Commentary

De Souza worthy of center stage

Long hoops journey by Brazilian native and 6-foot-5 center is inspiring story

Originally Published: October 7, 2013
By Mechelle Voepel | espnW.com

Erika de SouzaDavid Sherman/NBAE/Getty ImagesAtlanta center Erika de Souza is averaging a double-double in the playoffs (10.0 ppg, 10.3 rpg).

MINNEAPOLIS -- Erika de Souza has come to love Atlanta. She says it actually reminds her a bit of her Brazilian hometown, Rio de Janeiro. Well, minus two important things.

"What's missing are my family and the beach," de Souza said.

Alas, she has had to give up a lot of time with both for much of her teen years and all of her adult life. It's a big world, and the Dream's 6-foot-5 center has seen a lot of it on her basketball odyssey.

The past six seasons, she has played for the Dream, having been chosen in the expansion draft in 2008 after a season in Connecticut. This year, she averaged 12.9 points and 9.9 rebounds in the regular season, having fully established herself as a force.

"De Souza is one of the premier centers in the world," said Indiana coach Lin Dunn, whose Fever fell to the Dream in the Eastern Conference finals. "She's a tremendous basketball player. She's a veteran. She's got playoff experience. She's big, strong, and physical. She can go off and singlehandedly beat you."

It has been a long hoops journey for de Souza, who turned 31 in March, and some of it has been quite difficult. Then again, de Souza has made it this far because she has so much willpower to get through tough times. Her family was mired in poverty in her youth, and basketball -- which she didn't even start playing until her mid-teens -- was the proverbial way out. Both for her, and the people she loved.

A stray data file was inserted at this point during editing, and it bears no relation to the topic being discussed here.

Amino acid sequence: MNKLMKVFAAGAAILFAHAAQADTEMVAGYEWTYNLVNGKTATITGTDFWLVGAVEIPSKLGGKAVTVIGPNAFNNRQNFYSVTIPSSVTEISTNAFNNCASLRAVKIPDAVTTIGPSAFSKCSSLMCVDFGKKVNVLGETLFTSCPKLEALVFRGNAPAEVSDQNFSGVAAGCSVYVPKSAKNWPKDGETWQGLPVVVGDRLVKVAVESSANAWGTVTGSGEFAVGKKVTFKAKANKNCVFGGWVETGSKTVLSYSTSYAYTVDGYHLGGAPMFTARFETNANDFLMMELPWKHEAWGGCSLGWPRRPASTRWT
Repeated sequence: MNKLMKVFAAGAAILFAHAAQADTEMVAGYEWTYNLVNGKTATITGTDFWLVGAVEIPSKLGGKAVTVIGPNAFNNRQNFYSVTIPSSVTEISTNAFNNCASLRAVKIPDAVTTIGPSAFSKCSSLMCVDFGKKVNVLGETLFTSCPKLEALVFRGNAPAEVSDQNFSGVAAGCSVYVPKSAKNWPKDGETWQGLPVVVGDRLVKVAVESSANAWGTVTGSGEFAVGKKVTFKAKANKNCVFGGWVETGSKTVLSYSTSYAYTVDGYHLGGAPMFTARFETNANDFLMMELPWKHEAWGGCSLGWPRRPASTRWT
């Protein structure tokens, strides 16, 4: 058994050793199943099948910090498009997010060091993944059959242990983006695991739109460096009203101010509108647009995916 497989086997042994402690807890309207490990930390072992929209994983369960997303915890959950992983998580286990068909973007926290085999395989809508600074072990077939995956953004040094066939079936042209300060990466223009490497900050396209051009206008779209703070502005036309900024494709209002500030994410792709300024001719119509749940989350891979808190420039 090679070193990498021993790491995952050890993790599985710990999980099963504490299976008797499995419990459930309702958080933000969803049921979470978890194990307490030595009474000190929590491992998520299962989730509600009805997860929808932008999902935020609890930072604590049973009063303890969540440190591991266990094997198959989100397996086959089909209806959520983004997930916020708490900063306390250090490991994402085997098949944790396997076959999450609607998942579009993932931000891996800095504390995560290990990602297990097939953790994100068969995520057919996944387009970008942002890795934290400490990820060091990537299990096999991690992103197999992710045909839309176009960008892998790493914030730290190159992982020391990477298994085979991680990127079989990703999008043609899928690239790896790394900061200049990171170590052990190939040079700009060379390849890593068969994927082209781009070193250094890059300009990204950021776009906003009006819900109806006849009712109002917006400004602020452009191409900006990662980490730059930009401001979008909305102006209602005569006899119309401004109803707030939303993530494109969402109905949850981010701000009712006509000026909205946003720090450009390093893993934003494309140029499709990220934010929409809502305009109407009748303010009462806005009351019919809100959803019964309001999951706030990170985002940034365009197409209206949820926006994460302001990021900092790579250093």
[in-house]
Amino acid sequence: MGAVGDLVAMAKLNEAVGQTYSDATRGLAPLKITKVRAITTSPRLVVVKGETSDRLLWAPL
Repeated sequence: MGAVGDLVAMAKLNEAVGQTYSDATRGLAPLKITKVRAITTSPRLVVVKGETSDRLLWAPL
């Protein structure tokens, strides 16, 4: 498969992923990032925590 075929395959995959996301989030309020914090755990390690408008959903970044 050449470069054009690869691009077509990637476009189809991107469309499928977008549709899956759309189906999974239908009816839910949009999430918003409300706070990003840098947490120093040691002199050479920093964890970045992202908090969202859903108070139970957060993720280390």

[+] EnlargeErika de Souza
AP Photo/Todd KirklandErika de Souza, 31, is in her eighth season in the WNBA, spending one season each with L.A. and Connecticut before Atlanta picked her in the expansion draft.

She has been able to earn a good living through her international play for the last decade-plus. But it has come at a cost. When her mother died from cancer in 2008, de Souza barely had any time at home with her, because she was playing in Spain.

De Souza has had to carry the hopes of her family, the Brazilian national team, and whatever teams she has played with overseas and in the WNBA. For the Dream, she's not the centerpiece -- that's Angel McCoughtry -- but de Souza has been a very critical part of what's gotten the franchise to the playoffs for the five consecutive seasons.

"I think this year has been one of her best years," Atlanta teammate Armintie Herrington said. "We don't know how long she's going to play in this league. But she has given us her all. Throughout the playoffs, she has texted us all every night saying, 'Let's go, let's stay focused.' It's helped us."

When you see the fire with which de Souza plays, you understand what this sport means to her. For as good a player as she is, though, she's lesser-known by WNBA fans. That's at least in part because she's not as confident with her English as, for instance, her former Dream teammate and fellow Brazilian Iziane Castro Marques.

When Castro Marques was with Atlanta from 2008-11, she helped de Souza communicate with teammates, coaches and media. Now, de Souza understands English a bit better, but prefers to speak with the media via a translator. Her agent, Fabio Jardine, did that for this story, and he is part of de Souza's support system in Atlanta.

"She doesn't demand attention; she just plays her game," Herrington said. "Because she doesn't speak a lot of English, she doesn't get much of the spotlight. But we make sure she knows we appreciate what she does.